Impacts on performance effectiveness, processing efficiency, and subjective experience by music listening in extraverts and introverts

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Levy, Laura
Catrambone, Richard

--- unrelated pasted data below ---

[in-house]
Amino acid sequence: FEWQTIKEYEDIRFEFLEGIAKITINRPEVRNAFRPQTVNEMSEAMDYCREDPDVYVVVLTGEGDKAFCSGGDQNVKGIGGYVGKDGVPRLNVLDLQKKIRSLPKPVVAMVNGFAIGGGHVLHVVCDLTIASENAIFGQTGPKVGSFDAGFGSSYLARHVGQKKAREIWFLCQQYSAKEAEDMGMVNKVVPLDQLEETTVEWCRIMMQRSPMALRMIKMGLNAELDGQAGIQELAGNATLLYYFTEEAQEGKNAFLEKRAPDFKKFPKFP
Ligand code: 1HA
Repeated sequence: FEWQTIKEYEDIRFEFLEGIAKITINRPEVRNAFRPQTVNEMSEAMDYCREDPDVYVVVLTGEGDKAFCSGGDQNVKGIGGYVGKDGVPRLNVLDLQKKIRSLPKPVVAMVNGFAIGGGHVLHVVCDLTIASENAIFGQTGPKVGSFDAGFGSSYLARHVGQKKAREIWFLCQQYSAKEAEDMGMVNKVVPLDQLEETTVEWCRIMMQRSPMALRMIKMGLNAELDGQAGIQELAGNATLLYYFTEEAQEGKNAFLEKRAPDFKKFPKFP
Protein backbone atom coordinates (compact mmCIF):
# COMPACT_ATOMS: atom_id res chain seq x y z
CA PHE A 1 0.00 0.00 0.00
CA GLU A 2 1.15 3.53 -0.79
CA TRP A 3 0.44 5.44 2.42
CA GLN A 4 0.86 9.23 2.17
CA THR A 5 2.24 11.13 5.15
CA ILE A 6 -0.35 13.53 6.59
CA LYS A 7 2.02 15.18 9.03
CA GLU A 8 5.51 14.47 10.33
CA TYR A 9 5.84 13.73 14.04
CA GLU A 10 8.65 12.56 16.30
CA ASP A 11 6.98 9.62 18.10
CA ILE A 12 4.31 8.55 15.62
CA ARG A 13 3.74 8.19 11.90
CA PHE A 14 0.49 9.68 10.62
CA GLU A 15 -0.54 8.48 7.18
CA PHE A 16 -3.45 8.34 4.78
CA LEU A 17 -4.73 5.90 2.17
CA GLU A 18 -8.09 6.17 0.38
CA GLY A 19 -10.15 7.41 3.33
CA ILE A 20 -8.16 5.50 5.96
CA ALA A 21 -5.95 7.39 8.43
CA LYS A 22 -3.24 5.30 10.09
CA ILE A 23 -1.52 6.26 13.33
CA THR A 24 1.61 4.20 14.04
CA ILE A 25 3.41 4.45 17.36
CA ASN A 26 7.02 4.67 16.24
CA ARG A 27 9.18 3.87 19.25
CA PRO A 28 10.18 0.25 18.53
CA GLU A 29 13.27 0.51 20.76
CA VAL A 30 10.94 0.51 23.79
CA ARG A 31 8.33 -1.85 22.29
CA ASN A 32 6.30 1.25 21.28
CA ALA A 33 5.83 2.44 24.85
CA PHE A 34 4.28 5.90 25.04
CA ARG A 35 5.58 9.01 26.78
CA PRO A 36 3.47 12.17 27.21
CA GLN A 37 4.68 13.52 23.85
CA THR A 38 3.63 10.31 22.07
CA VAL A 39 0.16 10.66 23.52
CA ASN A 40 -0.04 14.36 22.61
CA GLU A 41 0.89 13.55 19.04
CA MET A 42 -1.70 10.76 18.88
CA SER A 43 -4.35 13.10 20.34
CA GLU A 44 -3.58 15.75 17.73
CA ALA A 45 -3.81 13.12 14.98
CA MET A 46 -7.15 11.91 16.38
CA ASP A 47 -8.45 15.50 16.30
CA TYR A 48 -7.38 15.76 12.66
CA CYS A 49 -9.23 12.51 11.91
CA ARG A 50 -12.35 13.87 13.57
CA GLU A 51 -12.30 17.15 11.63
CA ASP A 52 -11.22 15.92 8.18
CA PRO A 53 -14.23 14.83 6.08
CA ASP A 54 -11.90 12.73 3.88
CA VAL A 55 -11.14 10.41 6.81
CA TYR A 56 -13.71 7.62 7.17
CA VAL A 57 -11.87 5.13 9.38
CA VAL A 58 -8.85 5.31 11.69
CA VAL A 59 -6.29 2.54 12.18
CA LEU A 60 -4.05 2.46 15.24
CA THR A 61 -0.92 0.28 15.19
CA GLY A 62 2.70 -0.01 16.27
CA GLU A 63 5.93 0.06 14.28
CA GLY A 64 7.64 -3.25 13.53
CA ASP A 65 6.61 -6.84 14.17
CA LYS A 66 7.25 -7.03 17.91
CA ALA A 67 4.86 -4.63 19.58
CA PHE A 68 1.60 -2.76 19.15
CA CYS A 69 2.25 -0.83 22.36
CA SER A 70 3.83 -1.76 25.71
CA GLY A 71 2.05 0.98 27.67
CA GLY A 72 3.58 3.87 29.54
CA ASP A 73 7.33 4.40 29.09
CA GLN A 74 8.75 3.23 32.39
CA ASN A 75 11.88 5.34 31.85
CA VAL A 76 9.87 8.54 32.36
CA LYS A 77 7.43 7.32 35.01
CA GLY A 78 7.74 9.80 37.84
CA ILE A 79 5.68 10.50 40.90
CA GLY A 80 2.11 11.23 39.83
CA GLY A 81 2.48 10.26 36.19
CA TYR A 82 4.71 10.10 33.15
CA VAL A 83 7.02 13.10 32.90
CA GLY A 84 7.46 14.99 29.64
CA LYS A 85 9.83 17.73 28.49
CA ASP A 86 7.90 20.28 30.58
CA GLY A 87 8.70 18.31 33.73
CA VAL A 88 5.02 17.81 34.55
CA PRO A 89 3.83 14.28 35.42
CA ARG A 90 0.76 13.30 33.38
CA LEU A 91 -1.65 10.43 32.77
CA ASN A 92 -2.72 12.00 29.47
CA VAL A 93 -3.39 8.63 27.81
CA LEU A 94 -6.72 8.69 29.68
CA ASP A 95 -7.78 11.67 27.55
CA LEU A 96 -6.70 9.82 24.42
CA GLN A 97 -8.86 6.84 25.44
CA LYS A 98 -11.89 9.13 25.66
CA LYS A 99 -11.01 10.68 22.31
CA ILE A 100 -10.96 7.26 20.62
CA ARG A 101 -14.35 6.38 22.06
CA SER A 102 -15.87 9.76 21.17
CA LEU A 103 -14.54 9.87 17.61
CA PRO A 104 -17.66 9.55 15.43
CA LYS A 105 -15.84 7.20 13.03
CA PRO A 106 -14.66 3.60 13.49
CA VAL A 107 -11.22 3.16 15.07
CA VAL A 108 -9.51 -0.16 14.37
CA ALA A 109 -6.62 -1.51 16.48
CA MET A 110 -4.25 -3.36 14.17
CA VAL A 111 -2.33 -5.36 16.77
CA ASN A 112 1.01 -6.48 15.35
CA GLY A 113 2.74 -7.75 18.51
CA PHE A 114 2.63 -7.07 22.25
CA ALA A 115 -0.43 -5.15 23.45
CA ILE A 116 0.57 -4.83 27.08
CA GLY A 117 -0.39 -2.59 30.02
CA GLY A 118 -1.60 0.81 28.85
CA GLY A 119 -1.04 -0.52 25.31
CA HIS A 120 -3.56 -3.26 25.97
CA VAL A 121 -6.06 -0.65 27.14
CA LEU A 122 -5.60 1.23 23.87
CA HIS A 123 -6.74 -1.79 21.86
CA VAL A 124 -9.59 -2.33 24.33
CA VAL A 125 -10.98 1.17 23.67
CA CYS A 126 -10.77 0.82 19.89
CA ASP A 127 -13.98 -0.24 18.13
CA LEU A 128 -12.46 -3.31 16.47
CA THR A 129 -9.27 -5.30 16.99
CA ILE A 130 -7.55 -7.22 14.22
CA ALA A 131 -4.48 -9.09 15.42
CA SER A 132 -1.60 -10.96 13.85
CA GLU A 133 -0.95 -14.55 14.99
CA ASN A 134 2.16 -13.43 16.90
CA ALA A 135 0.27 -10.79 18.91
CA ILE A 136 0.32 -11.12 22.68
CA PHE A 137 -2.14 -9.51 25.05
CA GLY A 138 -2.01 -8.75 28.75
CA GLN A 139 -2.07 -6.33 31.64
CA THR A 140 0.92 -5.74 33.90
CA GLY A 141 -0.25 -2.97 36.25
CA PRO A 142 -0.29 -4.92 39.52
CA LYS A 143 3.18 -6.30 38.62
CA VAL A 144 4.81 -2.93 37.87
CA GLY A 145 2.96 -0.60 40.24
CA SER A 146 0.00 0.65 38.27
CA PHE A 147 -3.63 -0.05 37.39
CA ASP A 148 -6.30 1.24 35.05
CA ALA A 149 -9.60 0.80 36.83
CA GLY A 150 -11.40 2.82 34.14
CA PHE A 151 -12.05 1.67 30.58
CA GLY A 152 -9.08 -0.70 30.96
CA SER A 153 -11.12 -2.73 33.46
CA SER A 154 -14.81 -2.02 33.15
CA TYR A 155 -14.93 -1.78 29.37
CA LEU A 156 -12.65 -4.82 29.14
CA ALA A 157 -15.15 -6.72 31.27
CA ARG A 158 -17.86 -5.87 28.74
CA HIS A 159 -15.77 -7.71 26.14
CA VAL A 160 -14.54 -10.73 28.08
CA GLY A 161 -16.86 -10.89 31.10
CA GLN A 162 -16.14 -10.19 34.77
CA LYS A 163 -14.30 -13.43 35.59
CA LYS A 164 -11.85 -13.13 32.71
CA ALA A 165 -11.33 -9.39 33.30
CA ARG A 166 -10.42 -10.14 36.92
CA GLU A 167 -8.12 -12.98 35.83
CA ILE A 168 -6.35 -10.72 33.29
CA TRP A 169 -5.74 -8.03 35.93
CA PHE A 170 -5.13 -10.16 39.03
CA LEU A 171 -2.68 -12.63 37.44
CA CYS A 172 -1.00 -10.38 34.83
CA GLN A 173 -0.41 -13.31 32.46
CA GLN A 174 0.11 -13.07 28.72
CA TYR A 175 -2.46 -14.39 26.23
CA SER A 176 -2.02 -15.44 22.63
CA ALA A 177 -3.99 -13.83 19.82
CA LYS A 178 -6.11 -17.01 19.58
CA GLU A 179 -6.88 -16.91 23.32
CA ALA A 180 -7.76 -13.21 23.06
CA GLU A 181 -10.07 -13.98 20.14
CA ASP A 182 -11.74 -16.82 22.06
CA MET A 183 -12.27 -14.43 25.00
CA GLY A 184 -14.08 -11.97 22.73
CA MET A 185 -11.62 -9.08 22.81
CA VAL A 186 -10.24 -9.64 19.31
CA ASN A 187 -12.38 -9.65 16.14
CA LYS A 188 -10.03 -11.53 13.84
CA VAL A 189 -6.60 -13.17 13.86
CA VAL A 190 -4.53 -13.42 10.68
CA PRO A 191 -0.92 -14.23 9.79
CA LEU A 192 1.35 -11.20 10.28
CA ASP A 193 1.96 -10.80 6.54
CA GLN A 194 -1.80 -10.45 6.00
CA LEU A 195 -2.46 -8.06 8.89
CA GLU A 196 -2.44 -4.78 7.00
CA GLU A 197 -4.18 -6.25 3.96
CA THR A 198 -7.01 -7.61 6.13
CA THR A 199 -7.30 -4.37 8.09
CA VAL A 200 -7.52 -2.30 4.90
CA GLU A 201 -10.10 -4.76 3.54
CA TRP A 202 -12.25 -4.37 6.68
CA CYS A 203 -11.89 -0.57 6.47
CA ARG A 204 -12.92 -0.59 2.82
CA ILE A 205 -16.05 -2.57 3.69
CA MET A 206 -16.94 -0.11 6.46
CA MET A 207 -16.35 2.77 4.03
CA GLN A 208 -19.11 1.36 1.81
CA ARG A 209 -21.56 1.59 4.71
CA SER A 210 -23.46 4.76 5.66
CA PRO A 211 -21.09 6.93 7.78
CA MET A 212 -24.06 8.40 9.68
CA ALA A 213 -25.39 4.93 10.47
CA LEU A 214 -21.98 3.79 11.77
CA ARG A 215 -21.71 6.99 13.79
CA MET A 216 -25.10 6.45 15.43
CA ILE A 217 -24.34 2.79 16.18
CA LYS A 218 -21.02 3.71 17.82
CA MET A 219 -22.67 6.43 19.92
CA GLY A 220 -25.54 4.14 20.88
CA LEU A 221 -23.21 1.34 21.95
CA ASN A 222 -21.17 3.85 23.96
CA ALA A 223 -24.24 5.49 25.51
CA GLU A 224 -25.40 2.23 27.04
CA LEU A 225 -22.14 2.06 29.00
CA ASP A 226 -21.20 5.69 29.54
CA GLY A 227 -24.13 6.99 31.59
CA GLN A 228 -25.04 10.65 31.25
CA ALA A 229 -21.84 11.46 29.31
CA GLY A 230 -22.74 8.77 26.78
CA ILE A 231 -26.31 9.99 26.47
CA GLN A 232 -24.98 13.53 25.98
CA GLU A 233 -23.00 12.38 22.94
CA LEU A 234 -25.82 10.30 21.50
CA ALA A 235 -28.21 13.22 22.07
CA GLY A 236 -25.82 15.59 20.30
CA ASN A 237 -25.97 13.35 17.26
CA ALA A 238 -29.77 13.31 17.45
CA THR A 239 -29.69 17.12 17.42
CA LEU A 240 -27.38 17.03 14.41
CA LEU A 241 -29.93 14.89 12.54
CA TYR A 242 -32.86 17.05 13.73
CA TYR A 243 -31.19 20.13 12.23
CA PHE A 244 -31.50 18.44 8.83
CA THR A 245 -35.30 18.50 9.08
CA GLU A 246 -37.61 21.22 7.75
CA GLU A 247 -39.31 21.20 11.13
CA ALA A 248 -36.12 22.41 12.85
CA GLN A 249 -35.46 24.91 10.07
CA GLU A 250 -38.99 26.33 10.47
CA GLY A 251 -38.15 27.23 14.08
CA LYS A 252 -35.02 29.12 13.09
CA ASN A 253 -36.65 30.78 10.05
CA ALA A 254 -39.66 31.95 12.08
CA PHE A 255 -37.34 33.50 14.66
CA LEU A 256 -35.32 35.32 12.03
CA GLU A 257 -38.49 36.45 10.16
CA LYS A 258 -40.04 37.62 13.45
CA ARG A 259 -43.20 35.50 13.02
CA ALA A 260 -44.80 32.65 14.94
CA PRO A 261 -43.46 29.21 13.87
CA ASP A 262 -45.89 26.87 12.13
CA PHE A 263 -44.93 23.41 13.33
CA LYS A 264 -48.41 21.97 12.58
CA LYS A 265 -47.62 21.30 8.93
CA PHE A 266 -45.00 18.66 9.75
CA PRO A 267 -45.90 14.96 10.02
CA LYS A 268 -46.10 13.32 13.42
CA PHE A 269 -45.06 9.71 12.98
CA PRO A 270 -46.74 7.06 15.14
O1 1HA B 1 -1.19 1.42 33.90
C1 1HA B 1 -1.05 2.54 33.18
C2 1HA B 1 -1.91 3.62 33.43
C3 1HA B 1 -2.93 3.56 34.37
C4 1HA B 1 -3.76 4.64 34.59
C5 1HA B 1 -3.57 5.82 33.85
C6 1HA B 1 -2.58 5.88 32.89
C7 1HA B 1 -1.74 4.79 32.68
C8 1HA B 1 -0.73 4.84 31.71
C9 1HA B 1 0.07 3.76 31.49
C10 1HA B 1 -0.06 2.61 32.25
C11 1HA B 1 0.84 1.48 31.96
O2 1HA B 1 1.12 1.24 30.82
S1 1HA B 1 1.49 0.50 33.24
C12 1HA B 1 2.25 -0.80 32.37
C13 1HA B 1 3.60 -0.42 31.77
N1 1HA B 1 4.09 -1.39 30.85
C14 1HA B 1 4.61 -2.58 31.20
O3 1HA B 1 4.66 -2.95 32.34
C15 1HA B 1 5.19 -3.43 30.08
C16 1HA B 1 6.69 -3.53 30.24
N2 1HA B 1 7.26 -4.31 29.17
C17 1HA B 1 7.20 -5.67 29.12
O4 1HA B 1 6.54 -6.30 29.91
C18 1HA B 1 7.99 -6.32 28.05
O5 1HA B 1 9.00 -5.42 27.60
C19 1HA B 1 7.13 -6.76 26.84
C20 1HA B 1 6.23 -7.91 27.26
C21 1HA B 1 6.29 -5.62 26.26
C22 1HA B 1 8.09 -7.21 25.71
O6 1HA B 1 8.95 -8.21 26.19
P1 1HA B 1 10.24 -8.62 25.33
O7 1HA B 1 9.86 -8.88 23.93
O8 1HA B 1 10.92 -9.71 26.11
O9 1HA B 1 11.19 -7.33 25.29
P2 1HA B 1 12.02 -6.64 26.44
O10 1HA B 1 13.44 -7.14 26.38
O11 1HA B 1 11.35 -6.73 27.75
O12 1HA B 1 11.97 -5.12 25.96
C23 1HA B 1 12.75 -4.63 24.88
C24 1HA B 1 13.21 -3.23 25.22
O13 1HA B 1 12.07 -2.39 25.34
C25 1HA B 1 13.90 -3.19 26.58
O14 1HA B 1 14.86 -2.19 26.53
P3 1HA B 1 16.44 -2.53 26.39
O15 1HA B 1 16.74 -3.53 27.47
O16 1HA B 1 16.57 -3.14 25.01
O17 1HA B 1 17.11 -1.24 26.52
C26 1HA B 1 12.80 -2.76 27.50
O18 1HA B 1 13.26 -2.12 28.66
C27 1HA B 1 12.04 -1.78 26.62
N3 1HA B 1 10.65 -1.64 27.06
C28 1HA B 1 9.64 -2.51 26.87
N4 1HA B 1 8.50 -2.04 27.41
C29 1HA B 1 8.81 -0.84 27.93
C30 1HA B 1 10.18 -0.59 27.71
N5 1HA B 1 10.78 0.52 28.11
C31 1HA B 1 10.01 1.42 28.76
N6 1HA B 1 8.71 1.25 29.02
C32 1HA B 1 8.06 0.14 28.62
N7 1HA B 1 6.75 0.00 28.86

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The present study evaluates the utility of a new model based on attentional control theory (ACT) in a music psychology study. This new model seeks to provide a mechanism to explain impacts of concurrent-task music listening on performance effectiveness, processing efficiency, and subjective experience of work by level of extraversion. After nearly 100 years of music psychology research, the literature is difficult to reconcile for whether listening to music while completing a cognitive task exerts a negative, positive, or null effect on performance. The Personality, Anxiety, and Musical Impacts (PAMI) model incorporates theories of arousal and anxiety as a mechanism that impinges on the cognitive functions of shifting and inhibition, as well as introduces a critical dependent variable of processing efficiency, and seeks to provide further understanding for the interaction of music listening, cognitive tasks, and individual differences. Two experiments were conducted in this study to assess the impacts on performance effectiveness and processing efficiency for inhibition and shifting tasks for extraverts and introverts in silence, low beats per minute (bpm), and high bpm conditions. Music exerted impacts on performance effectiveness for the Stroop task, on processing efficiency for both Stroop and the Wisconsin Card Sorting Task, as well as altered the subjective experience of tasks by level of extraversion making the tasks more enjoyable but seemingly more challenging and stressful. These findings suggest the PAMI model provides value in explaining the differing impacts concurrent task and music listening can have on individual differences, and move towards a prescriptive model of identifying the appropriate acoustic environments for certain kinds of people for specific kinds of work.
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